PT. II: Forestry Roads and Trout Fishing

PT. II: Forestry Roads and Trout Fishing

As promised, it’s time to deeper look into forestry roads and analyze what the research can tell us about how they impact trout. In the last post I discussed and introduced the ethical dilemma we face as anglers and why we should be concerned about the abundance of roads. (To read PT. I click here). What I did not do, however, is offer any scientific evidence to support my lofty claims; and that is what I will do in this post.

I am aware that most people are not interested in reading academic journals and sifting through research, or do not have access to academic databases. However, it is crucial that the results of such research studies be in the public awareness so we as an angling community have a better awareness of the threats trout face. Others may want to read the study abstract and inspect methodology; therefore, I will provide links to all the studies for those interested, as well as briefly summarize a couple key conclusions.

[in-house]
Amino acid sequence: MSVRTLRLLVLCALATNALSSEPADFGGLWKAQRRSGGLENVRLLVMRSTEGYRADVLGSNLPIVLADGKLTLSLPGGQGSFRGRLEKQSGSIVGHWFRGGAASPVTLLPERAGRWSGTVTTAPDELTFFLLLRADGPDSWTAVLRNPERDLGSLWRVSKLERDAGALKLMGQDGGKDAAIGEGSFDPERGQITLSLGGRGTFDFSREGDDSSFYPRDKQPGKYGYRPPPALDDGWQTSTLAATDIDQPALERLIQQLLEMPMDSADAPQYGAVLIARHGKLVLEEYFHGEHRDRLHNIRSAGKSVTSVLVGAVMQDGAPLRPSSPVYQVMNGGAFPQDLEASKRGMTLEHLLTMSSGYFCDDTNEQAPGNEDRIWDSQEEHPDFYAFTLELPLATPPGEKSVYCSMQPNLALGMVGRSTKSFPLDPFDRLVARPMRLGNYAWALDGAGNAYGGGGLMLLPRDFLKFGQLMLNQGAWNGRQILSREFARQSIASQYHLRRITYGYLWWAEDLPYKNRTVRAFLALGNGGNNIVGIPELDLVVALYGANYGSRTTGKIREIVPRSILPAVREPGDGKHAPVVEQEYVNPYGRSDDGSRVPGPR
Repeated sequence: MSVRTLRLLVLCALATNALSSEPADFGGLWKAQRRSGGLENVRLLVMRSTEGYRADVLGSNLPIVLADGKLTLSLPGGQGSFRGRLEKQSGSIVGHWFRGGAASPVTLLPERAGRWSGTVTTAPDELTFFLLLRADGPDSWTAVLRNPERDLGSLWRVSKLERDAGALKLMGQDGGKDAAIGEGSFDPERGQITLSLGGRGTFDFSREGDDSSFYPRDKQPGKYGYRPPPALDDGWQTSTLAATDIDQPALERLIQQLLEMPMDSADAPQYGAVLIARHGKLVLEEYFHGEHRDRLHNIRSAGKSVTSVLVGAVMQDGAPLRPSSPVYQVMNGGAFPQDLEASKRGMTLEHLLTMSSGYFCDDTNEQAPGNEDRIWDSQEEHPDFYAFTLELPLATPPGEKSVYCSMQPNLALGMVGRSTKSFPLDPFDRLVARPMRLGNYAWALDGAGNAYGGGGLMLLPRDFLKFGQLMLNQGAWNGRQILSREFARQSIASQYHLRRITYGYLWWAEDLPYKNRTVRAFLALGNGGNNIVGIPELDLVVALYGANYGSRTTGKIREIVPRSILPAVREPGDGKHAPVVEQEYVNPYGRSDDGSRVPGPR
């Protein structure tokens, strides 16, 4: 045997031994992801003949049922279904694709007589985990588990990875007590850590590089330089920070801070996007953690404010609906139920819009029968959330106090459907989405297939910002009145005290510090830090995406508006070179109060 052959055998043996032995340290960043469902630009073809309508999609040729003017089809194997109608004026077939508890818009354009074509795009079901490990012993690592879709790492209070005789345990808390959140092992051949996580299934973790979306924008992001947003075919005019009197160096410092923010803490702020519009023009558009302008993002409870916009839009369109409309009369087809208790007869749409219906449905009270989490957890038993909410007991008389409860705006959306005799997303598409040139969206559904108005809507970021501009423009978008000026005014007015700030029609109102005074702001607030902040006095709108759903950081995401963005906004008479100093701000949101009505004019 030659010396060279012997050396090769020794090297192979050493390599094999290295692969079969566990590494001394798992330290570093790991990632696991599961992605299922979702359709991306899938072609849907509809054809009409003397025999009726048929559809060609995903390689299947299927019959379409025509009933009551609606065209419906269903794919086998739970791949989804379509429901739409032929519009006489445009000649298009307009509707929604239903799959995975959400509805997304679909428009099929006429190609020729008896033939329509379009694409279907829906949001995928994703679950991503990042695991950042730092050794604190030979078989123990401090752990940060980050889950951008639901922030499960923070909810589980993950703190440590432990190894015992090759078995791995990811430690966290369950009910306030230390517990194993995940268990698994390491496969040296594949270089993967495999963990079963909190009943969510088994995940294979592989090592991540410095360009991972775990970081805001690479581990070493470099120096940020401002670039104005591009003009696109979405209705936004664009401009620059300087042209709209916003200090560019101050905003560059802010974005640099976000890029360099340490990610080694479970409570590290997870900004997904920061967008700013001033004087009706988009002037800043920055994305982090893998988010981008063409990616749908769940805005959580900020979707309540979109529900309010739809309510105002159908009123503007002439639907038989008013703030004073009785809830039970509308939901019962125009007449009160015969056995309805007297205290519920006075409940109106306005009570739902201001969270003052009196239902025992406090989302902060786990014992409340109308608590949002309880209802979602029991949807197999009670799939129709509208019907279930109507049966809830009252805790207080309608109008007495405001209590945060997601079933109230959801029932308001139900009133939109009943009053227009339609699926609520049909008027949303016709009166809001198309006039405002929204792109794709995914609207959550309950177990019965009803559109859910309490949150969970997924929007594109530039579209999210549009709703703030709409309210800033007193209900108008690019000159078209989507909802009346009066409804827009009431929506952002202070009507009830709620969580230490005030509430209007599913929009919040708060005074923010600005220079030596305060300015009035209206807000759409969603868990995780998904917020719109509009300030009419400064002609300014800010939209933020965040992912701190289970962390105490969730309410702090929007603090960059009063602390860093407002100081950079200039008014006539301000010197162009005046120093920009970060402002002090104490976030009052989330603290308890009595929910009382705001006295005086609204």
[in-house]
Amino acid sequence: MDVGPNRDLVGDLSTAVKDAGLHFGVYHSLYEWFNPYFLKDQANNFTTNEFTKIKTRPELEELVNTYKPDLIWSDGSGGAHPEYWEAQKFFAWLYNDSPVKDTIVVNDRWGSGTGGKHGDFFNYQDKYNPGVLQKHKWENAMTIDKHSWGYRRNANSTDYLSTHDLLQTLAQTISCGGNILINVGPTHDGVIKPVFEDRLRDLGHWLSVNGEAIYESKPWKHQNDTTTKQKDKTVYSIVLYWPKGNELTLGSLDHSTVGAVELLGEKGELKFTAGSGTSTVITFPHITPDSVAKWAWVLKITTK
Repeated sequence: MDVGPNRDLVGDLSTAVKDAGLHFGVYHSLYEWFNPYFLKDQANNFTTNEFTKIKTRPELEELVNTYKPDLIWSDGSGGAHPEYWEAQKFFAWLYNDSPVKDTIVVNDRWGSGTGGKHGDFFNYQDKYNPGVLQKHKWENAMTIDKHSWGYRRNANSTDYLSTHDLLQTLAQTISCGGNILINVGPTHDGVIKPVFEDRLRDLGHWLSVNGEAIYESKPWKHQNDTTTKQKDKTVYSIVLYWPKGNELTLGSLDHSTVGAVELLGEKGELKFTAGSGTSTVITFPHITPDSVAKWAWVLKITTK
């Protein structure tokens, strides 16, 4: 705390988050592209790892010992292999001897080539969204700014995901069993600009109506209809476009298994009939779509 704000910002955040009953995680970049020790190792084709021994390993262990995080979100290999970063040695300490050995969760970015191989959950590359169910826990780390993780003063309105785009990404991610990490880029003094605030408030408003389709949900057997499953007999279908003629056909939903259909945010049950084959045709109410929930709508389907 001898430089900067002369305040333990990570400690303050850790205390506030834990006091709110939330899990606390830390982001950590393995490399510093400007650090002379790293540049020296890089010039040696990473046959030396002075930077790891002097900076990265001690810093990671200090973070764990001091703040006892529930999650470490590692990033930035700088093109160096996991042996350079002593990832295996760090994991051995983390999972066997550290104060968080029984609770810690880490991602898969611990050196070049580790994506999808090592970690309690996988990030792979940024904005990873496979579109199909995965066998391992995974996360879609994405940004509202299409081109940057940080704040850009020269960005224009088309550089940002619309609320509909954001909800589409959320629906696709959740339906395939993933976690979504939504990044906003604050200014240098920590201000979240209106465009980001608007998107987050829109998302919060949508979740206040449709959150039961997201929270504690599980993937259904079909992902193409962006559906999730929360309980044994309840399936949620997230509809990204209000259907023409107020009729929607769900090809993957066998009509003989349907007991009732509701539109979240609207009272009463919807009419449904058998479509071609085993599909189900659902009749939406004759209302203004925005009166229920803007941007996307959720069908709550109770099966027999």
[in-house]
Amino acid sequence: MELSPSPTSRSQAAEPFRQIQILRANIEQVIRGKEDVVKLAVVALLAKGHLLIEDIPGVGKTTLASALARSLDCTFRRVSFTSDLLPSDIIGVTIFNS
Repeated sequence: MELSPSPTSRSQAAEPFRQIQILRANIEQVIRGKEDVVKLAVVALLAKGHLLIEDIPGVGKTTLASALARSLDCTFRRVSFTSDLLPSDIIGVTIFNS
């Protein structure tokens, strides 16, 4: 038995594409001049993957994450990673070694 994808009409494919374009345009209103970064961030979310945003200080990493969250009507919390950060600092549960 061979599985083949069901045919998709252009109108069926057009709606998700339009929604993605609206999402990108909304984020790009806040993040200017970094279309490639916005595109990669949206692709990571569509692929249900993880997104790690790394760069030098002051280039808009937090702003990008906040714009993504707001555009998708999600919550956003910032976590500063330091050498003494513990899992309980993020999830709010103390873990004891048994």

Click below for my full literature review on the topic:

In compiling this literature review, I found a few studies particularly compelling. That includes a study done by Eric Valdal and Micheal Quinn in 2011 on some of the Cutthroat Trout streams of the Upper Kootenay River. They studied 5 tributary streams and found roads on erodible soils within 100 m of streams to have the strongest correlation to decreased abundance, while other variables including road density, roads within 100 m of stream, and recent logging were also correlated to decreased trout abundance.

What was not correlated to decreased trout abundance was equivalent clear-cut area, and total disturbance from both wildfire and logging.

The key conclusions made by Valdal and Quinn are that the Spatial Distribution of roads and disturbance within a watershed are at least as important as the cumulative clear-cut area when predicting trout abundance, and that logging of non-fish bearing streams can contribute to decreased trout abundance.

Here is a link to the abstract:

Spatial Analysis of Forestry Related Disturbance on Westslope Cutthroat Trout (Oncorhynchus clarkii lewisi): Implications for Policy and Management

Why would that be the case?